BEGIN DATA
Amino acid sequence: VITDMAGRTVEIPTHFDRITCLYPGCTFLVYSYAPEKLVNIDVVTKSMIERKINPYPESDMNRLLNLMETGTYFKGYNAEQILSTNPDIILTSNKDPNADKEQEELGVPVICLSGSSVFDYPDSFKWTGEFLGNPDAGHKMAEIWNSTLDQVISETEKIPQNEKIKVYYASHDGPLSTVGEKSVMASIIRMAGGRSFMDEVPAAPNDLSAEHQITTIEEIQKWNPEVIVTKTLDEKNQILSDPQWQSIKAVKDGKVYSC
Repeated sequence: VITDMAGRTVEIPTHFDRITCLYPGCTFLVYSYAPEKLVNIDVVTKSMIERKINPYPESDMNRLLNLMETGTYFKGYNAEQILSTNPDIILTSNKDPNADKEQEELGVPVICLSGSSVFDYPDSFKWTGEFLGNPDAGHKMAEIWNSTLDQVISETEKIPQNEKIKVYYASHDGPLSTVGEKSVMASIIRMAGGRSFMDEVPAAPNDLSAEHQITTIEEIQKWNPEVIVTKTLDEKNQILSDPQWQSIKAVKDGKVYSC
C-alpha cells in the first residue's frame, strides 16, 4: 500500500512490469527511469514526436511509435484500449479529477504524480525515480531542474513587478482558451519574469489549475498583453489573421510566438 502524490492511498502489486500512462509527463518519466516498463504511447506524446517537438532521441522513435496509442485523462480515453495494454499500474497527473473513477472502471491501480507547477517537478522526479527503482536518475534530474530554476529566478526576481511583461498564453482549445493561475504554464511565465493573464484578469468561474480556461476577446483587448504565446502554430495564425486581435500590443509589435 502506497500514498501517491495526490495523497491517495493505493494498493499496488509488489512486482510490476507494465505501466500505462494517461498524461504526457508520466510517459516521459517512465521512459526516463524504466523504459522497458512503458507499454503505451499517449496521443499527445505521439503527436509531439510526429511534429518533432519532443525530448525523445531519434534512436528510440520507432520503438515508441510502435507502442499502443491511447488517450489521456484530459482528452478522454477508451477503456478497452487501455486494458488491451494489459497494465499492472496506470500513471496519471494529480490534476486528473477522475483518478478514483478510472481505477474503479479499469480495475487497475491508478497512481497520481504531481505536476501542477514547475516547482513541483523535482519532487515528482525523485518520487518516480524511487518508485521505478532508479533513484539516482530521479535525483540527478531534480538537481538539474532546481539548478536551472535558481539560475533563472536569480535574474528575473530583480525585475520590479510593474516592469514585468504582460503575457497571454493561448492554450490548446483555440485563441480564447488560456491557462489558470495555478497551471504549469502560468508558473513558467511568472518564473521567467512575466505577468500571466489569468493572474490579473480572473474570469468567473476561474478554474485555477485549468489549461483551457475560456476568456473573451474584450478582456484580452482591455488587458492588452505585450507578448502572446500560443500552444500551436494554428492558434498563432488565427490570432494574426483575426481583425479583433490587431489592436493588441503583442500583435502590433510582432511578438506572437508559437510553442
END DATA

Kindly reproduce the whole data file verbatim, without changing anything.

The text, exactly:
Amino acid sequence: VITDMAGRTVEIPTHFDRITCLYPGCTFLVYSYAPEKLVNIDVVTKSMIERKINPYPESDMNRLLNLMETGTYFKGYNAEQILSTNPDIILTSNKDPNADKEQEELGVPVICLSGSSVFDYPDSFKWTGEFLGNPDAGHKMAEIWNSTLDQVISETEKIPQNEKIKVYYASHDGPLSTVGEKSVMASIIRMAGGRSFMDEVPAAPNDLSAEHQITTIEEIQKWNPEVIVTKTLDEKNQILSDPQWQSIKAVKDGKVYSC
Repeated sequence: VITDMAGRTVEIPTHFDRITCLYPGCTFLVYSYAPEKLVNIDVVTKSMIERKINPYPESDMNRLLNLMETGTYFKGYNAEQILSTNPDIILTSNKDPNADKEQEELGVPVICLSGSSVFDYPDSFKWTGEFLGNPDAGHKMAEIWNSTLDQVISETEKIPQNEKIKVYYASHDGPLSTVGEKSVMASIIRMAGGRSFMDEVPAAPNDLSAEHQITTIEEIQKWNPEVIVTKTLDEKNQILSDPQWQSIKAVKDGKVYSC
C-alpha cells in the first residue's frame, strides 16, 4: 500500500512490469527511469514526436511509435484500449479529477504524480525515480531542474513587478482558451519574469489549475498583453489573421510566438 502524490492511498502489486500512462509527463518519466516498463504511447506524446517537438532521441522513435496509442485523462480515453495494454499500474497527473473513477472502471491501480507547477517537478522526479527503482536518475534530474530554476529566478526576481511583461498564453482549445493561475504554464511565465493573464484578469468561474480556461476577446483587448504565446502554430495564425486581435500590443509589435 502506497500514498501517491495526490495523497491517495493505493494498493499496488509488489512486482510490476507494465505501466500505462494517461498524461504526457508520466510517459516521459517512465521512459526516463524504466523504459522497458512503458507499454503505451499517449496521443499527445505521439503527436509531439510526429511534429518533432519532443525530448525523445531519434534512436528510440520507432520503438515508441510502435507502442499502443491511447488517450489521456484530459482528452478522454477508451477503456478497452487501455486494458488491451494489459497494465499492472496506470500513471496519471494529480490534476486528473477522475483518478478514483478510472481505477474503479479499469480495475487497475491508478497512481497520481504531481505536476501542477514547475516547482513541483523535482519532487515528482525523485518520487518516480524511487518508485521505478532508479533513484539516482530521479535525483540527478531534480538537481538539474532546481539548478536551472535558481539560475533563472536569480535574474528575473530583480525585475520590479510593474516592469514585468504582460503575457497571454493561448492554450490548446483555440485563441480564447488560456491557462489558470495555478497551471504549469502560468508558473513558467511568472518564473521567467512575466505577468500571466489569468493572474490579473480572473474570469468567473476561474478554474485555477485549468489549461483551457475560456476568456473573451474584450478582456484580452482591455488587458492588452505585450507578448502572446500560443500552444500551436494554428492558434498563432488565427490570432494574426483575426481583425479583433490587431489592436493588441503583442500583435502590433510582432511578438506572437508559437510553442